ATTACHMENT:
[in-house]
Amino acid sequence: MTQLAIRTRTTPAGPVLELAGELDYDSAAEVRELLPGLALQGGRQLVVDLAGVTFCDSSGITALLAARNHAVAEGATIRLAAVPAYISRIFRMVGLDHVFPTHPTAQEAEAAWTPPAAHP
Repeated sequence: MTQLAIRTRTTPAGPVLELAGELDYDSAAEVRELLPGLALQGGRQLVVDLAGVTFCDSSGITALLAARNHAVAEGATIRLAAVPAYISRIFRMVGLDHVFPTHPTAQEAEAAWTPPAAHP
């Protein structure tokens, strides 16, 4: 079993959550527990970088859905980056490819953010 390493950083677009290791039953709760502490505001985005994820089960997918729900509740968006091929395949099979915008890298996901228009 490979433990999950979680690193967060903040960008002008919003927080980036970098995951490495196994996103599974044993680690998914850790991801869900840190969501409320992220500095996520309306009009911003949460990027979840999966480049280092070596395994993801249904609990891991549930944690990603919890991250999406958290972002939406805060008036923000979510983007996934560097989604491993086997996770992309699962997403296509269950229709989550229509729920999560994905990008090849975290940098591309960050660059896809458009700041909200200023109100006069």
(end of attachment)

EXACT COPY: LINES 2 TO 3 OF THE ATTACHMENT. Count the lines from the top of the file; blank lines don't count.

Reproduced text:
Amino acid sequence: MTQLAIRTRTTPAGPVLELAGELDYDSAAEVRELLPGLALQGGRQLVVDLAGVTFCDSSGITALLAARNHAVAEGATIRLAAVPAYISRIFRMVGLDHVFPTHPTAQEAEAAWTPPAAHP
Repeated sequence: MTQLAIRTRTTPAGPVLELAGELDYDSAAEVRELLPGLALQGGRQLVVDLAGVTFCDSSGITALLAARNHAVAEGATIRLAAVPAYISRIFRMVGLDHVFPTHPTAQEAEAAWTPPAAHP